Elise comment: Be careful.  This can be a tricky diagnosis.  If you are worried do an LP.   Harwood comment:  Be alert for the thunderclap headache.  If the patient reports that the headache became maximal within one hour after onset, that is considered a thunderclap headache.  There are a lot of urban legends about LP’s and patients in general will choose not to have an LP.  If you want to work the patient up further and they are refusing LP you can skip to CTA.  There is however a risk of finding asymptomatic aneurysms as noted earlier.   Girzadas comment: I recall a patient with a severe headache who had a negative CT and LP but still had a really bad headache. We next did a CTA and found an intracranial carotid dissection.  Be aware that this diagnosis is also lurking out there.  If the patient looks bad and the ED work up is negative use your tools to keep looking (neuro consult, CTA, MRA, etc.)


*Carotid dissection


Munoz     Pediatric Rashes



*Roseola   Fever usually starts after fever goes down.  Kid is usually happy.  Can be associated with febrile seizures.


* Pityriasis Rosea   Thought to be due to virus.  Can be mildly pruritic.  Has a larger herald patch.  Can last 2-3 months.



*Chicken Pox   Pruritic vesicles in various stages of evolution.







*Scarlet fever    Due to GABS. More common under 10 years old.  Sandpaper feel to the rash.



*Pastia Lines of Scarlet fever and Sandpaper texture



*Rocky Mountain Spotted Fever



*Erythema Chronicum Migrans Rash of Lyme Disease



Urumov/Navarette     Oral Boards


Case 1.  39 yo male with history of HIV presents with altered mental status. Exam shows evidence of Kaposi’s sarcoma on the skin.  LP studies are positive for india ink and cryptococcal antigen.  Treatment is active rewarming, IV anti-fungal therapy (Amphoterecin B and flucytosine).  In immunocompromised patients always do a CT prior to LP to identify an potential mass lesions.  The cryptococcal antigen study is more sensitive than an india ink test.  You need to do that test on all HIV patients with altered mental status who you tap.

Elise comment: You have to know to do CT/LP and crypto antigen studies in HIV patients who have headache or have altered mental status.  Prior to LP, do CT with and without contrast to look for ring enhancing lesions.  If the patient has Cryptococcus and their opening pressure is high you need to remove fluid to lower ICP.  Harwood comment: You can fill your LP tubes to take off fluid.   No one knew the exact amount of fluid to take off but most felt thatif you took off 20-40 ml that should help a lot.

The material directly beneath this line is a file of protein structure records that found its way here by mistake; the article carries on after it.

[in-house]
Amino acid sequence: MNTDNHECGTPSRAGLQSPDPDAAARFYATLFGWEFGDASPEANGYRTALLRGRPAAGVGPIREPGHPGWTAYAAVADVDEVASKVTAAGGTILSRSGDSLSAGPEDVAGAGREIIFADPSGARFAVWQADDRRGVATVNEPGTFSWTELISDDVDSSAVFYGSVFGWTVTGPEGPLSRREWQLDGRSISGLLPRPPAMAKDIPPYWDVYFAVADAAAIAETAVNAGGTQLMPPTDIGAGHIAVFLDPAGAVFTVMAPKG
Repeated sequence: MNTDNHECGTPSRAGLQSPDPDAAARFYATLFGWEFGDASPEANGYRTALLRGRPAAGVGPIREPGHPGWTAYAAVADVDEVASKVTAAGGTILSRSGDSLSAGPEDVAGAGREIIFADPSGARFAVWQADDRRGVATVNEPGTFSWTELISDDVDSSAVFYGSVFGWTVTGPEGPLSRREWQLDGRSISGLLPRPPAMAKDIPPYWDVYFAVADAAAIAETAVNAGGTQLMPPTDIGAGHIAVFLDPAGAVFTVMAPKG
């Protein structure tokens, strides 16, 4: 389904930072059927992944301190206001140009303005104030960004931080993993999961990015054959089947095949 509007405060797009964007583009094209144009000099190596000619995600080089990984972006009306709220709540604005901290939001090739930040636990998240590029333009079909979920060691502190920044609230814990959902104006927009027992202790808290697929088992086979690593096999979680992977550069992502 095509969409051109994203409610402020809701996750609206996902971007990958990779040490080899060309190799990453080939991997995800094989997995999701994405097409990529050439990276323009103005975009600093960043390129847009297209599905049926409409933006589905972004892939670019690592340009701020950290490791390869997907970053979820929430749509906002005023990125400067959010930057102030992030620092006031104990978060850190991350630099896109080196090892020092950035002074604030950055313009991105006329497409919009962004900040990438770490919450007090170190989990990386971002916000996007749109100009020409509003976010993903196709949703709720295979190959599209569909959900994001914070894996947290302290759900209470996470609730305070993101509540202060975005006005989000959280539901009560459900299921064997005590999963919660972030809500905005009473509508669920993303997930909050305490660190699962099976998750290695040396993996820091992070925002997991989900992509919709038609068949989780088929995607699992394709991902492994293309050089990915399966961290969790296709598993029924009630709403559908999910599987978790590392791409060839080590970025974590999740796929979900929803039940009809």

“CSF pressures should be reduced by therapeutic CSF removal when the opening pressure exceeds 250 mm H2 O. Following removal of CSF, the closing pressure should be less than 200 mm H2 O or at least 50% of the elevated opening pressure.  Medscape Reference”


Case 2.  68 yo female with headache and vomiting.  Patient became ill whe she attended a movie with her husband.   On exam patient is found to have one eye with a poorly reactive pupil and elevated intraocular pressure.  The diagnosis is acute angle closure glaucoma.


*Angle closure glaucoma


*Angle closure glaucoma treatment


Case3.   14 month old child who abruptly started coughing while playing.  No fever or URI symptoms.   CXR shows coin in esophagus.


*Coin in the esophagus (at the clavicles, george washington facing forward).   To be honest, I could not find a picture of a coin in the trachea (coin sideways, overlaying trachea).  It must be pretty rare.  The coin size must not fit thru the chords readily.  Tracheal foreign bodies probably have to be generally smaller than a coin.

ENT usually removes a FB lodged in upper esophagus and airway.  GI usually removes FB’s lodged in the lower esophagus.



Kristen Dibenedetto     Labeling Specimens